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France and Religion in the Workplace: Institut Montaigne’s Barometer

France and Religion in the Workplace: Institut Montaigne’s Barometer
 Clémence Alméras
Policy Officer - Energy and Sustainable Development
 Lionel Honoré
Director of the Observatory for Religion in the Workplace

The place of religion within society is a major debate in France. In recent weeks for instance, the heated debate over the Muslim veil has resurfaced. Companies are not immune to these issues, and this is why, in 2016, the El Khomri law gave French companies the possibility to specify, in their internal rules, a framework for religious practices in the workplace. The questions raised by religion in the workplace are legion in France: how do individuals express at work their religiosity, i.e. the way they deal with their own religion and its involvements in their daily life? Does this sometimes clash with the company's organizational and functioning systems? How does religion in the workplace impact relations between colleagues and relations with the manager and the management? To shed light on these different aspects, Institut Montaigne has published the 2019 edition of the Barometer of Religion in the Workplace, carried out by Lionel Honoré, Professor at the Institut d’Administration des Entreprises (IAE) of the University of Western Brittany and Director of the Observatory for Religion in the Workplace (O.F.R.E.). This edition is accompanied by an in-depth qualitative study, which also provides recommendations addressed to French public authorities, companies and managers. Here are some lessons that can be drawn from this Barometer. Lionel Honoré and Clémence Alméras, Policy Officer at Institut Montaigne, highlight the major lessons of this 2019 edition.

A commonplace phenomenon

The manifestation of religion in companies is no longer exceptional, and now appears in 70% of French companies. It occurs frequently (daily, weekly or monthly) for 32% of companies or occasionally (quarterly or semi-annually) for 38% of them, according to the respondents to our 2019 survey. The most common facts are about working time (work absences, organization of working time, and so on), the fact of wearing ostentatious religious symbols, or prayers during breaks. The manifestation of religion is now commonplace, but sometimes deserves attention: in 2019, according to our survey, managerial intervention is required in 54% of cases, compared to 51% in 2018. These interventions happen in order to answer a request or to reframe an inappropriate behavior. In 19% of these cases, these events generate tensions and/or conflicts, compared to 18% last year.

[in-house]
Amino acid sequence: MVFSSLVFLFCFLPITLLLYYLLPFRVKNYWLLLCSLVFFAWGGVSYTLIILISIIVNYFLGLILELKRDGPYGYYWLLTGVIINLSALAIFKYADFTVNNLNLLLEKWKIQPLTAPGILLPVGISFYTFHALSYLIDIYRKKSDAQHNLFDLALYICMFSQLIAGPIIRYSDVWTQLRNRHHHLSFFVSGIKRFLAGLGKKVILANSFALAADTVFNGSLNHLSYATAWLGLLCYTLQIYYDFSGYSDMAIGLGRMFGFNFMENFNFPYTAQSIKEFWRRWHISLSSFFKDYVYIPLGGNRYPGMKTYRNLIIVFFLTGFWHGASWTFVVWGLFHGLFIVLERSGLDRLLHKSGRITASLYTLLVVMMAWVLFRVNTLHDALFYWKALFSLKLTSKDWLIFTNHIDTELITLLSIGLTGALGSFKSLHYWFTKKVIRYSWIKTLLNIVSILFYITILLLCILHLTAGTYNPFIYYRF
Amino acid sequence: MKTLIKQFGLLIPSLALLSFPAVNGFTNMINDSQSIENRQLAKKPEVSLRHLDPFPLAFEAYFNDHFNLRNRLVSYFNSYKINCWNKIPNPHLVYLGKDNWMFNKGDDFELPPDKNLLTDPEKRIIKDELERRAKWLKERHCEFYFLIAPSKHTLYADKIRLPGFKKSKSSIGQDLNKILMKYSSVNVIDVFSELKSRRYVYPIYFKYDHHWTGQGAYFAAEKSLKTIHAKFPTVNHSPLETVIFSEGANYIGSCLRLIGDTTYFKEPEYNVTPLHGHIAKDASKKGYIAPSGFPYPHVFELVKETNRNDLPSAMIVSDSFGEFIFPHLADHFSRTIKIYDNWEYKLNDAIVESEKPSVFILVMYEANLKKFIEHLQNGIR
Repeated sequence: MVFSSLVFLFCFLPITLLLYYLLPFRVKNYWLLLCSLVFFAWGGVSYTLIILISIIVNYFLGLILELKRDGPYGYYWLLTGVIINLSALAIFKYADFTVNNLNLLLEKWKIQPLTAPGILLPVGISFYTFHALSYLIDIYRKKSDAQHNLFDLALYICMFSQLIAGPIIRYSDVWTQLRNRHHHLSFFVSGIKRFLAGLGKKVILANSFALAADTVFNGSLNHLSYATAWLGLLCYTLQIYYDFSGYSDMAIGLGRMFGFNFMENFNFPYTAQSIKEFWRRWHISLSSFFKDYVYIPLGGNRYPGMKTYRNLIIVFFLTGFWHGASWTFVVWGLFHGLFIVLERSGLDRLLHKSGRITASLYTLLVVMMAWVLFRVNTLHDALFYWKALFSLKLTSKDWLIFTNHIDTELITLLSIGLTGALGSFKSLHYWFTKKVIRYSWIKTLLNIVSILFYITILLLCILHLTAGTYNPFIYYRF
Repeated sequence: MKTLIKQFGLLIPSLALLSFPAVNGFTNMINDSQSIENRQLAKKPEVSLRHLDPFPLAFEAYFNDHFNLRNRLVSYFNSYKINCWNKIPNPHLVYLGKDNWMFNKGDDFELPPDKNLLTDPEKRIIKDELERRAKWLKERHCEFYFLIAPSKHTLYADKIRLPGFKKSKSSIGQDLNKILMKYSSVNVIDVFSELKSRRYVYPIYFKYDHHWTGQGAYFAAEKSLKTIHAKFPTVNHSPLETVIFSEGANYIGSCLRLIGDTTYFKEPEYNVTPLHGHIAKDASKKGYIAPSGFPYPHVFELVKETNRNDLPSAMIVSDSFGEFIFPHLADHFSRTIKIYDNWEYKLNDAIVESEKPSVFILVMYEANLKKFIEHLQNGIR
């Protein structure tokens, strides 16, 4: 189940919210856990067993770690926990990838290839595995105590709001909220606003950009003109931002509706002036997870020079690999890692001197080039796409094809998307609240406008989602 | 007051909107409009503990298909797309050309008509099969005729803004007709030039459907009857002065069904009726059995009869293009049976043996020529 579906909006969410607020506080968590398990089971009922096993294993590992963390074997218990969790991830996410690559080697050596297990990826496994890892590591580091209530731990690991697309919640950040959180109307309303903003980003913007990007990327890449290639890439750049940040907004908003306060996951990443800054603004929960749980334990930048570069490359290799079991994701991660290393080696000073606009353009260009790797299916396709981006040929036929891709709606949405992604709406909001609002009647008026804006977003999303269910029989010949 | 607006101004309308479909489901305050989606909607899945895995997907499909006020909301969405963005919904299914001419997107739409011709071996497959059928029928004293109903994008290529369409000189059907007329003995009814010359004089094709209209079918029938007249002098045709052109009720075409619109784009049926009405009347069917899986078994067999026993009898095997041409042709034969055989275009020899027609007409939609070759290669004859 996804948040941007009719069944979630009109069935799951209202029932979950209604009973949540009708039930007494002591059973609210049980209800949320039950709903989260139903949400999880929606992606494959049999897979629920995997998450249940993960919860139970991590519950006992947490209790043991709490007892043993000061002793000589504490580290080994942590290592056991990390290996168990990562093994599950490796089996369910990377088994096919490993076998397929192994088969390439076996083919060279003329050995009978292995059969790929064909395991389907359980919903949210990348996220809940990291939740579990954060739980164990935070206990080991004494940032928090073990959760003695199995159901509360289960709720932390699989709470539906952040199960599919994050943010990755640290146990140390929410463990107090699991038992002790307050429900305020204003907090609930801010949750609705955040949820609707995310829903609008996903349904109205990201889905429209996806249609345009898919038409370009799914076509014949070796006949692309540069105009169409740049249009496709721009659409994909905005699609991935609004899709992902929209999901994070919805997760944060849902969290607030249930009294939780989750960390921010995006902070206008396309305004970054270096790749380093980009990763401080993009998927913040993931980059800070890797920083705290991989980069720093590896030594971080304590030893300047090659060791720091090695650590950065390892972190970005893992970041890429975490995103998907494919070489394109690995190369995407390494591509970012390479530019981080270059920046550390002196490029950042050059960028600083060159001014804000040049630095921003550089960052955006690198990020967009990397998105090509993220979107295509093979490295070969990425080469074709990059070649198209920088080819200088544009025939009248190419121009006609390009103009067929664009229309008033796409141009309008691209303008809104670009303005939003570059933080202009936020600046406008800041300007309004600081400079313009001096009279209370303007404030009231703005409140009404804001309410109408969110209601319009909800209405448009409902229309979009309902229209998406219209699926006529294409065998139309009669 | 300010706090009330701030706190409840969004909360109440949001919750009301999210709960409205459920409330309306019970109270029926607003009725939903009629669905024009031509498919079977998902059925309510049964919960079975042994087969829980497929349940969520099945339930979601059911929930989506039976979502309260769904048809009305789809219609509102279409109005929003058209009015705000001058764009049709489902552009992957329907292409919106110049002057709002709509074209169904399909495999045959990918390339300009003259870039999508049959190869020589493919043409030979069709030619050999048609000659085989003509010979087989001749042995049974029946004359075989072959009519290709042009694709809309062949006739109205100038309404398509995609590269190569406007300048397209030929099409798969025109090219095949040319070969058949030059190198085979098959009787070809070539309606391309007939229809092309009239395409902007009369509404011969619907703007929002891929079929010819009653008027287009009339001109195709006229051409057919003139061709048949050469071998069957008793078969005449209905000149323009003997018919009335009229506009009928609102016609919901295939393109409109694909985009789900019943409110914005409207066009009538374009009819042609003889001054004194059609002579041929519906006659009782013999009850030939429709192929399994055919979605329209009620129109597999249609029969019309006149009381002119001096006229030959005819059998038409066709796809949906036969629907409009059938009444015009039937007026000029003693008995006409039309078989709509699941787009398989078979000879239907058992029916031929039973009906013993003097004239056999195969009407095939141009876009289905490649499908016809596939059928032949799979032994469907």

Two realities of the religious fact at work coexist

A very large majority of situations are increasingly being better addressed and handled by employees and management. They cause few dysfunctions, tensions and conflicts.

Employees are indeed more and more able to adapt their religious practice to the constraints and requirements of the organization.

Employees are indeed more and more able to adapt their religious practice to the constraints and requirements of the organization, by avoiding to give, for instance, religious reasons for leave requests. As for managers, they have more points of reference and tools to better deal with these situations, in a pragmatic approach. However, religion remains a sensitive subject that can impact both relations between colleagues and between employees and managers.

The key strategies seem to be:

  • The existence of a clear framework, both for employees and managers (an official company policy, provisions in the internal regulations, training for management and employees);
  • Taking into account situations through a pragmatic methodology (a factual approach and an openness to discussion and the construction of compromises, the search for an agreement centred on proper working performance and respect for people and their convictions);
  • Referring to the person's specific religion and religiosity in addressing religion in the workplace. When correctly done so, there are rarely any tensions. On the other hand, when actors refer to religion in general, on the side of employees by invoking, for example, the "Law of God", or on the side of managers by stigmatizing a cult or a practice, tensions appear.

A challenging minority